Think back to that big hospital bill you got when you thought the stay would be covered—even when you made sure the medical center was in your network. Or the outpatient surgery, where there was a huge fee, even though the surgeon said he takes your insurance.
You might have been balanced billed.
In two sentences, balance billing happens when your insurance company and your doctor don’t have an agreement on how much a service should cost. And when the doctor doesn’t think he or she has been paid fairly, you get billed for the difference.
But what’s important is that often times, you are not responsible for the bill. In many states, balance billing in certain situations is against the law.
What is Balance Billing?
Balance billing can occur when you visit a non-contracted (or out-of-network) provider. That provider has no agreement with your insurance company as far as how much he or she should be paid to treat you (most likely, they couldn’t agree on what should be paid, that’s precisely why there’s no contract). That’s why balance billing is most common with HMOs (and sometimes PPOs).
Here’s what happens, in a nutshell:
1) You get care from the provider, and he sends a claim to your insurance plan.
2) The insurance plan doesn’t pay the entire amount (why would they? They’ve made no agreements to).
3) The provider is unhappy. He didn’t get fully paid for his services, after all.
4) The provider bills you for the difference.
Of course, it’s more complicated than this. Knowing whether or not your providers were in-network is not always obvious. And separating balance billing from deductibles and co-insurance (which are legitimate charges) can be confusing.
Remember that providers could include many types of people or facilities: Every doctor that sees you in the ER, the imaging center where you got an MRI, the ambulance company, or the hospital. For example, many balance billing cases occur when an anesthesiologist is non-contracted, even though the surgeon and the hospital are in your network. You hardly get to see the anesthesiologist, let alone ask ahead of time whether he or she works with your plan. The same thing happens in the ER. Most people aren’t about to stop to ask about insurance in the middle of an emergency.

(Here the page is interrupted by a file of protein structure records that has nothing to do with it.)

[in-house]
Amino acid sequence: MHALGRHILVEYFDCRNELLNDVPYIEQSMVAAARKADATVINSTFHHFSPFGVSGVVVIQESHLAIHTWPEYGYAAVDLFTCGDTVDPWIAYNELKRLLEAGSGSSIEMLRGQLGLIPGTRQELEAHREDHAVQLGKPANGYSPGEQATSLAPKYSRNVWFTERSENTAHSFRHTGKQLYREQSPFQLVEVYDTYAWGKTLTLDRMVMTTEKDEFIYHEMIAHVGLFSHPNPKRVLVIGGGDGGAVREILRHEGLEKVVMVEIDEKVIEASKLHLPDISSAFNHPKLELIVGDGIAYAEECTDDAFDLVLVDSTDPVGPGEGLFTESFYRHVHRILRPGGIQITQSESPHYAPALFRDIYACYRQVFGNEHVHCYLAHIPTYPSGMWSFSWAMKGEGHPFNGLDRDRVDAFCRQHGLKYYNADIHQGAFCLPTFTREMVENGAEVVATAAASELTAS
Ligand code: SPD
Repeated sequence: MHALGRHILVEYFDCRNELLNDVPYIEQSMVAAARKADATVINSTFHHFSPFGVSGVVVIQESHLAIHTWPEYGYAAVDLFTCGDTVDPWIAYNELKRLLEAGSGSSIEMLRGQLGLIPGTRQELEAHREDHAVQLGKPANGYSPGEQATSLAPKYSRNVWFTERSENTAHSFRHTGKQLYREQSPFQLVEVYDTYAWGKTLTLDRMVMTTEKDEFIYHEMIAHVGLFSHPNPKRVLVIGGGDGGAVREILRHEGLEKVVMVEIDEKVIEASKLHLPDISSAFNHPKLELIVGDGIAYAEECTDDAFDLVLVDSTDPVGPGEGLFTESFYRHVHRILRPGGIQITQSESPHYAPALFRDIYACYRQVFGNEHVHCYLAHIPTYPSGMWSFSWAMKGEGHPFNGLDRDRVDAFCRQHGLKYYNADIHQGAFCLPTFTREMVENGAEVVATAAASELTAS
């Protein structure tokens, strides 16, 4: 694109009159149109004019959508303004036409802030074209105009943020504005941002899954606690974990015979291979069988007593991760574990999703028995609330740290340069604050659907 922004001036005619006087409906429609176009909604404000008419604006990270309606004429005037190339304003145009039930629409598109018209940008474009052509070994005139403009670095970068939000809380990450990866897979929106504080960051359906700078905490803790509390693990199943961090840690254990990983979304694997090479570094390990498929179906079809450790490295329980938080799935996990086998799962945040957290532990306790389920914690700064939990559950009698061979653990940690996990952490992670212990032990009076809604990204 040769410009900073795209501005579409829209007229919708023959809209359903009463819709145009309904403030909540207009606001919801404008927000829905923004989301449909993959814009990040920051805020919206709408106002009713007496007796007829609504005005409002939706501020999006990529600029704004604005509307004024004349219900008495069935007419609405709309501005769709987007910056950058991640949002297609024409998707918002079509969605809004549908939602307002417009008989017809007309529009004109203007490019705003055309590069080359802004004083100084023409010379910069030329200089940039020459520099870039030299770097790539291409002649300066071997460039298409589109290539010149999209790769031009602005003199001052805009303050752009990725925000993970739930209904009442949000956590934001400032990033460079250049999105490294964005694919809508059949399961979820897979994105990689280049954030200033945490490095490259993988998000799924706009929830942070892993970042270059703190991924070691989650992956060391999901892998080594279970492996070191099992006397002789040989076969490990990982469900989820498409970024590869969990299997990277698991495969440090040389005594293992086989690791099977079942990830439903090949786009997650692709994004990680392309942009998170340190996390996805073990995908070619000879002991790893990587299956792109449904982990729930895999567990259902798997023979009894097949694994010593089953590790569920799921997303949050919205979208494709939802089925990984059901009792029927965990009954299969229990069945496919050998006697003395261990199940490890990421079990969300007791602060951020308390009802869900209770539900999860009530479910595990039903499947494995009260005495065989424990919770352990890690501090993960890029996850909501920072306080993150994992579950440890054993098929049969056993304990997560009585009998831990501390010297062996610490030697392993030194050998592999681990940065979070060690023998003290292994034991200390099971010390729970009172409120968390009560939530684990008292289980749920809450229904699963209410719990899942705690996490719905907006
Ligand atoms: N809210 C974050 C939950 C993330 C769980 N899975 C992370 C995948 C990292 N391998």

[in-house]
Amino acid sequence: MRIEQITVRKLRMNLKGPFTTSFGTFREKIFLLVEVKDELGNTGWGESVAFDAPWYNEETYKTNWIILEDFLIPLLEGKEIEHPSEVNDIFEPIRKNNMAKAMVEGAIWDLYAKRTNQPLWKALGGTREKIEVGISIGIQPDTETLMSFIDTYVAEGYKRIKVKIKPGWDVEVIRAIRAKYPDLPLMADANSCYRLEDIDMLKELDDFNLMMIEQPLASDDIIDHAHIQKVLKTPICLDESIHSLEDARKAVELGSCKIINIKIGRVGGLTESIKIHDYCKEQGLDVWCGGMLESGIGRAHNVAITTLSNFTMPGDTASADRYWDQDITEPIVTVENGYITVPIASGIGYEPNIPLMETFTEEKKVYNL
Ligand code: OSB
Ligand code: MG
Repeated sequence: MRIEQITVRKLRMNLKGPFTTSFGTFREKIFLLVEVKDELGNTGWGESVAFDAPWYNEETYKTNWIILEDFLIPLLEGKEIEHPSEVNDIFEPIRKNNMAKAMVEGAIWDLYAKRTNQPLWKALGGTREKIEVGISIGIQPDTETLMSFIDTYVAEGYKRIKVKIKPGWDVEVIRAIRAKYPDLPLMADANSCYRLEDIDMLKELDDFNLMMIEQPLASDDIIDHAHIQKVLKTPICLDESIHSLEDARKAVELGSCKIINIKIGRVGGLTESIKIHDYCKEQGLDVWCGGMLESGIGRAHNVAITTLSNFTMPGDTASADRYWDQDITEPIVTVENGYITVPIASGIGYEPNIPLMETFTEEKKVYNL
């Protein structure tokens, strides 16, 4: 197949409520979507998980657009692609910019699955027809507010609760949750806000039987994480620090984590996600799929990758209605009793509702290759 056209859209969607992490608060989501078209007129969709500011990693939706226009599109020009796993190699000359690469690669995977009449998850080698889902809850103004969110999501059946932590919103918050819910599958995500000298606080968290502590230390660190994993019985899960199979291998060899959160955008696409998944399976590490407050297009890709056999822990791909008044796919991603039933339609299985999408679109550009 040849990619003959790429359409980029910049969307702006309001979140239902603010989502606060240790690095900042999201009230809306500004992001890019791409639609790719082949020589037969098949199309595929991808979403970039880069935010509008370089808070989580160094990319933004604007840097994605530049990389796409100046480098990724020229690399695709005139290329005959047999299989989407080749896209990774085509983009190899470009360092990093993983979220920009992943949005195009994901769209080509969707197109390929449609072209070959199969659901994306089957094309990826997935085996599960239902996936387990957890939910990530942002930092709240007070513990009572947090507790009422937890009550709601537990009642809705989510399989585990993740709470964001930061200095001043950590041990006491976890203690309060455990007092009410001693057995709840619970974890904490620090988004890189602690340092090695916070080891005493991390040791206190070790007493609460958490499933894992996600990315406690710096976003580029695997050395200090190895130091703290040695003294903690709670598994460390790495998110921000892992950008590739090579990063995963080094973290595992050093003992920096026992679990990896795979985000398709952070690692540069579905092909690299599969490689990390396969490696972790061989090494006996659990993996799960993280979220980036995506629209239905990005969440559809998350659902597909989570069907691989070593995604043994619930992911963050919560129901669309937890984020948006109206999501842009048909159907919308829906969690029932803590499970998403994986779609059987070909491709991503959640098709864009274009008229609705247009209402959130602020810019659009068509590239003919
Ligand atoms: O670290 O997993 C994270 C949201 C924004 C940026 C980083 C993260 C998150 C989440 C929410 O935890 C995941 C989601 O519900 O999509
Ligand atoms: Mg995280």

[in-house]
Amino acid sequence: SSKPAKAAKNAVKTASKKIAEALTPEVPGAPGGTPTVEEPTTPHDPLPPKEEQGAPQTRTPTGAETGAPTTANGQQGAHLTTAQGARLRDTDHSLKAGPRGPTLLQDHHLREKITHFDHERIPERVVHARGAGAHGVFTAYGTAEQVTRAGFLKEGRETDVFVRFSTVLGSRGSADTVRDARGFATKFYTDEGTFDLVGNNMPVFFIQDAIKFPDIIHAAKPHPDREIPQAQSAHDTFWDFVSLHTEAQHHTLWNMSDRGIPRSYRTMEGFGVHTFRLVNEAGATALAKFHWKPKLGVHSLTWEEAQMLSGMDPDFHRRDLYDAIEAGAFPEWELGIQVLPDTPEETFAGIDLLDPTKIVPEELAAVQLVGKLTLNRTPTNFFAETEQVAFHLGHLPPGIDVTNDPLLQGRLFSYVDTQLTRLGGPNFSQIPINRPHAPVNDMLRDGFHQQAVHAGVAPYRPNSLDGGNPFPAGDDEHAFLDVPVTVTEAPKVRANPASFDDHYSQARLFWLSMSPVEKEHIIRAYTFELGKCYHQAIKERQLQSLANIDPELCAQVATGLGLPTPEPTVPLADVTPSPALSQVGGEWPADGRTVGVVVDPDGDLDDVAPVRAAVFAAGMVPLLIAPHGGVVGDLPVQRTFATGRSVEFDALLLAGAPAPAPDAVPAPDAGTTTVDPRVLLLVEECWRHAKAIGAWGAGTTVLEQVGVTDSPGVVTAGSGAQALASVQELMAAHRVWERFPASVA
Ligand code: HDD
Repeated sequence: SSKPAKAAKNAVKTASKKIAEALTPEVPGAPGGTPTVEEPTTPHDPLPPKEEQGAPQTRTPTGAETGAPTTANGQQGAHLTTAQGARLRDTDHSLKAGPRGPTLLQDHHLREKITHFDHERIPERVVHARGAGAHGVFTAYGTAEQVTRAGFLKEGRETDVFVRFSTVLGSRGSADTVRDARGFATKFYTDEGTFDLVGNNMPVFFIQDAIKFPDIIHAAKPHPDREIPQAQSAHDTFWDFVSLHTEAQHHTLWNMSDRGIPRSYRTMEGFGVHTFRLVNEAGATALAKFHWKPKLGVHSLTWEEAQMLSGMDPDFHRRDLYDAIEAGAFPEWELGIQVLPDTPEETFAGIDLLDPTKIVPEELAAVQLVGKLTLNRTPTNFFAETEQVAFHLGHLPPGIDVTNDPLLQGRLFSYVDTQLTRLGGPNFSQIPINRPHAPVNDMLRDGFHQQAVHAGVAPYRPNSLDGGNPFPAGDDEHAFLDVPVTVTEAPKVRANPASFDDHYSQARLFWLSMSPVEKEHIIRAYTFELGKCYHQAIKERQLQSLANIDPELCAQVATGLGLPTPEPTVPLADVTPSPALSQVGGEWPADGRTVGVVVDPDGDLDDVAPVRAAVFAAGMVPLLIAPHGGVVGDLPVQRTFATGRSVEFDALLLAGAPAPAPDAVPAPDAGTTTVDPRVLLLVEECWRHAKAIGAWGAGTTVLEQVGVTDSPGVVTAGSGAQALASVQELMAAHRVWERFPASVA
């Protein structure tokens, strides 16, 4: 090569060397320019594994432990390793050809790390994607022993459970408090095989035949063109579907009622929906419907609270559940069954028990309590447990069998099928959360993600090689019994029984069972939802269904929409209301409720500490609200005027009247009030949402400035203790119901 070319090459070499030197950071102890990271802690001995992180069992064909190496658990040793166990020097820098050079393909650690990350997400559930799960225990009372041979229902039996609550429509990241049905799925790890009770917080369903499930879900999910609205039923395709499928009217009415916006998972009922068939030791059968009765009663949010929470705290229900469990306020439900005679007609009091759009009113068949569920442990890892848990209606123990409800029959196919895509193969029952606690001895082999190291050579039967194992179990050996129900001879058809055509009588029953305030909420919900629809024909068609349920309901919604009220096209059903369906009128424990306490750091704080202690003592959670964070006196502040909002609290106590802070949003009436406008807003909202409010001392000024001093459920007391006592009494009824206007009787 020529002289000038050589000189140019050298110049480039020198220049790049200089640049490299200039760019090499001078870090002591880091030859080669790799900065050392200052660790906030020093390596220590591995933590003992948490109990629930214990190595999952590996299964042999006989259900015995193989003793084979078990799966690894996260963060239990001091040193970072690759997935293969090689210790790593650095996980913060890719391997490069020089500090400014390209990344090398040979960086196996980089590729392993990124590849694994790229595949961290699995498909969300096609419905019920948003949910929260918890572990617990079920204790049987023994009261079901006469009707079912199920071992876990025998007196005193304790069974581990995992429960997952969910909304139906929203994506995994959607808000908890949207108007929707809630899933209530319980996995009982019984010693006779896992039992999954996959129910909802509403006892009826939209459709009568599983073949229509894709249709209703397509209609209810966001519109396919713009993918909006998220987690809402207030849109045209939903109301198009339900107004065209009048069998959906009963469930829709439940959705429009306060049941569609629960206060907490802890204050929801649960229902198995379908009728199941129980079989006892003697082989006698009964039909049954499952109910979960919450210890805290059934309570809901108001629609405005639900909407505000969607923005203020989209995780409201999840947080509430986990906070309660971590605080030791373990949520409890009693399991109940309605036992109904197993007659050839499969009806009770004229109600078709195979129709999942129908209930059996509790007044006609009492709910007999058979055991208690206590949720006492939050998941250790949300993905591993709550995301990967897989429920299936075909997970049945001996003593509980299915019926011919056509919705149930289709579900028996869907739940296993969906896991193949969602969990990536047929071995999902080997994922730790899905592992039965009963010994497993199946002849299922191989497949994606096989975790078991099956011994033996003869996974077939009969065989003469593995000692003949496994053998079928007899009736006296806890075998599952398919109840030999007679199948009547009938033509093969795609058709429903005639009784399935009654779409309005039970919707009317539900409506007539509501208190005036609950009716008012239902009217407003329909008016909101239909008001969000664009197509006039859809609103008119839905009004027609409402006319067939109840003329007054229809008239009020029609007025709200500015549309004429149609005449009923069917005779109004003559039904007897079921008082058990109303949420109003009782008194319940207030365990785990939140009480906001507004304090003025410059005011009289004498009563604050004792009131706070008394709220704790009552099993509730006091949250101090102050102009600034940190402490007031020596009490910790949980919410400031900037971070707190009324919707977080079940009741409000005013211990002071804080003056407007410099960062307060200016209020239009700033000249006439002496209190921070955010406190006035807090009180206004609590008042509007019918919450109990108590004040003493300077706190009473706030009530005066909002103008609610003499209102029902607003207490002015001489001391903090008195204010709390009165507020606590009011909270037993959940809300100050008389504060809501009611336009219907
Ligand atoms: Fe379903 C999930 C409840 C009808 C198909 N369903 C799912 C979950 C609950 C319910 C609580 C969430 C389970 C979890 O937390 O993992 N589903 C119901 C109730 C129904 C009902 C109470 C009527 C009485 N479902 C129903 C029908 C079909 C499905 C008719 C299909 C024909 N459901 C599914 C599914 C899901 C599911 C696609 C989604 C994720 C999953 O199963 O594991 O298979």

What If You Think You Have a Balance Bill?
1) Request an itemized bill if the services are not already broken out in detail. There should be separate line items for each provider.
2) Compare the charges to your network benefits. Have you met your deductible? What are the co-pays or coinsurance? Determine whether the charges exceed your usual cost-sharing.
3) Call your health plan and ask whether every provider involved was a network provider.
4) Find out what the rules on balance billing are where you live—every state is different. Contact your state’s Insurance Department or go here for a quick check.
5) If you believe you’ve been sent a balance bill when it was not allowed, contact your provider. If you can’t get the bill dropped, think about getting help from your state Insurance Department or a billing advocate.
Never ignore a bill—that could end up affecting your credit—but don’t be shy to question the amount that you owe. To learn more about why out-of-network care can cost so much, see Going Out of Network? Read This First.